Total funding for public education would increase by less than 1% in fiscal year 2016-17 under a recommendation accepted by the legislative Joint Budget Committee during a pre-fiscal session meeting Wednesday (March 9).
The recommendation by the executive branch and the legislative adequacy committee is to spend $2.987 billion on K-12 public schools for fiscal year 2016-17, compared to the $2.944 billion authorized in fiscal year 2015-16. Legislators will vote to fund public education and other state agencies during a fiscal session that begins April 13. They do not have to follow the recommendation.
However, they likely will not stray far.
That’s because state funding for school districts is determined by a process that occurs every two years. An adequacy committee composed of members of the House and Senate Education Committees spends much of a year trying to ensure enough money is spent to avoid the state running afoul of the Supreme Court’s Lake View decision requiring all students to receive an adequate and equitable education.
The funding for this year’s budget came about as a result of adequacy committee meetings that ended in the fall of 2014 for the two-year biennium. Education Commissioner Johnny Key told legislators the increase will be enough to fulfill the state’s “adequacy” requirement.
Legislators Wednesday accepted the recommendation but removed one line item from the final request: $250,000 spent on home school testing that was made unnecessary by a 2015 law ending the testing.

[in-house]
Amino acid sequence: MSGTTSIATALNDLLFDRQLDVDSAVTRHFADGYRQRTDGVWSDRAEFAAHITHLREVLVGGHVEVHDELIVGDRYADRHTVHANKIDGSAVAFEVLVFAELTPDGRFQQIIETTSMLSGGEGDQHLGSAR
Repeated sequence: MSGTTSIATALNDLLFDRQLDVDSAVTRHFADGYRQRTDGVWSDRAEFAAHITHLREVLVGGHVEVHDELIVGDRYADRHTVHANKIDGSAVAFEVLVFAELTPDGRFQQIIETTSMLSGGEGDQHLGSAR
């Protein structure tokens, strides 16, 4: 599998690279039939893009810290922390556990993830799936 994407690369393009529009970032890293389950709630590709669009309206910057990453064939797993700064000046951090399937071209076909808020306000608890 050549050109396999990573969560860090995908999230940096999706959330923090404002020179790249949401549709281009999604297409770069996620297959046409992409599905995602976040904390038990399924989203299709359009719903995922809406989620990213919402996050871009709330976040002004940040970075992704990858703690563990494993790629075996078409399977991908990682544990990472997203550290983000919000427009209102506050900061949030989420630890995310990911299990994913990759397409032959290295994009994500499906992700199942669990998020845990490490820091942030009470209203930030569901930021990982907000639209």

Prior to the vote, Gov. Asa Hutchinson (R) had requested about $900,000 in additional funding for teachers who participate in the National Board of Professional Teaching Standards program; for additional money for “panic buttons,” which is a phone app school districts use in emergencies; and for a STEM (science, technology, engineering, math) pilot program. Legislators accepted those additions.
The largest public school funding increase would come in state foundation funding, the primary school funding mechanism. It is based on the district’s average daily membership. Under the recommendation, that amount increases by $43.754 million to $2.053 billion.
The state also would increase funding to districts based on the number of students receiving free and reduced price lunches under the National School Lunch Act. That state money, meant to address achievement gaps among lower-income students but which is spent by districts in a variety of areas, would increase by $11 million to $235.5 million. Funds for teacher retirement would increase by $1.073 million to $11.8 million under the recommendation.